Example of Cost Shifting: Often the expensive grid connection of offshore wind plants, say from 20 miles south of Martha's Vineyard, across the island, then about 7 additional miles under water, and then to the reinforced mainland grid, is not separately stated in the capital cost estimates, i.e., all or part of it is provided by the utilities that buy the electricity under PPAs to make PPA-pricing appear smaller than in reality. That cost would be “socialized”, i.e., it appears as a surcharge on residential electric bills, or is added to the rate base.

 

Wind and Solar Wholesale Prices in NE: Here are some wholesale prices of wind electricity RE folks in New England, especially in Maine, do not want to talk about. They would rather dream RE fantasies, obfuscate/fudge the numbers, and aim to convert others to their dream scenarios, somewhat like religious missionaries.

 

Comments on Below Wind and Solar Cost Table

 

Indirect subsidies are due to loan interest deduction and depreciation deductions from taxable incomes.

Direct subsidies are due to up front grants, waiving of state sales taxes, and/or local property (municipal and school) taxes. See URL.

 

An owner of ridgeline wind would have to sell his output at 18.8 c/kWh, if the owner were not getting the benefits of cost shifting and upfront cash grants and subsidies.

That owner could sell his output at 16.4 c/kWh, if his costs were reduced due to cost shifting.

He could sell his output at 9 c/kWh, if on top of the cost shifting, he also received various subsidies.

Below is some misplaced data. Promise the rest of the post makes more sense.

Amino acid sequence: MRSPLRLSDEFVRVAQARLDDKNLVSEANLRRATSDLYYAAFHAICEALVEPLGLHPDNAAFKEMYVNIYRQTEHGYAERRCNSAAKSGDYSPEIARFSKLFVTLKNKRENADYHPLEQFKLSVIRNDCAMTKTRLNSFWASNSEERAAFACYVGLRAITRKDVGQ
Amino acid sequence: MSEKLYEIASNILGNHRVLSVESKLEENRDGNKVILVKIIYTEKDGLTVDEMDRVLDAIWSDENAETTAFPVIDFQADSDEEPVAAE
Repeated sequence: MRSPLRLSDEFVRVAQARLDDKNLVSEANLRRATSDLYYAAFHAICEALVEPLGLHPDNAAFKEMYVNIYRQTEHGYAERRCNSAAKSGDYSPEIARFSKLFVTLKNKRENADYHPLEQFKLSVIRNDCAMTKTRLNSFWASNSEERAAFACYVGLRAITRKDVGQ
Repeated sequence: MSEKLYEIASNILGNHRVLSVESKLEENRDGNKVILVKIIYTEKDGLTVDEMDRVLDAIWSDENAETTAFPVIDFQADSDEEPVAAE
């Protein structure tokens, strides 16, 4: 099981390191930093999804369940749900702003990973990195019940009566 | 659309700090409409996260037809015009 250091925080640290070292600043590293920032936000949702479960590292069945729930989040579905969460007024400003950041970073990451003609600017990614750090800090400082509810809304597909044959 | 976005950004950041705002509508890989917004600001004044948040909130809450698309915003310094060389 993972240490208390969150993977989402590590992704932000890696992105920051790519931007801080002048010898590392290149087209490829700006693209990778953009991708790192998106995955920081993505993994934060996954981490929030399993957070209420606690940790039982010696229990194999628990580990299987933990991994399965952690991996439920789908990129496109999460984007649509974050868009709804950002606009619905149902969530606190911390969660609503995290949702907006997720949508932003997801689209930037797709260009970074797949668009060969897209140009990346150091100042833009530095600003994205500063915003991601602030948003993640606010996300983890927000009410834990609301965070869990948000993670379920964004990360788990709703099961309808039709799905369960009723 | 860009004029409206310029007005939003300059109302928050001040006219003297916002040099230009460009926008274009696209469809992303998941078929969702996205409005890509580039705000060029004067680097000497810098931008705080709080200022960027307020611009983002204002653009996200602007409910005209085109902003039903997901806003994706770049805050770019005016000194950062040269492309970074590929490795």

The same rationale holds for solar. See table.

 

In NE construction costs of ridgeline wind and offshore wind are high/MW, and the capacity factor of wind is about 0.285 and of solar about 0.14. Thus, NE wind and solar have high prices/MWh. See table.

 

In US areas, such as the Great Plains, Texas Panhandle and Southwest, with much lower construction costs/MW and much better sun and wind conditions than New England, wind and solar electricity prices/MWh are less.

 

Those lower prices often are mentioned, without mentioning other factors, by the pro-RE media and financial consultants, such as Bloomberg, etc., which surely deceives the lay public

 

Future electricity cost/MWh, due to the planned build-out of NE offshore wind added to the planned build-out of NE onshore wind, likely would not significantly change, because of the high costs of grid extensions and upgrades to connect the wind plants and to provide significantly increased connections to the New York and Canadian grids.

 

1) The subsidy values in table 1 are from a cost analysis of NE wind and solar in this article. See URL

http://www.windtaskforce.org/profiles/blogs/excessive-subsidies-for...

 

2) The grid support values in table 1 are from this report. See figure 14 for 2.36 c/kWh for wind, and figure 16 for 2.1 c/kWh for solar
https://www.instituteforenergyresearch.org/wp-content/uploads/2019/...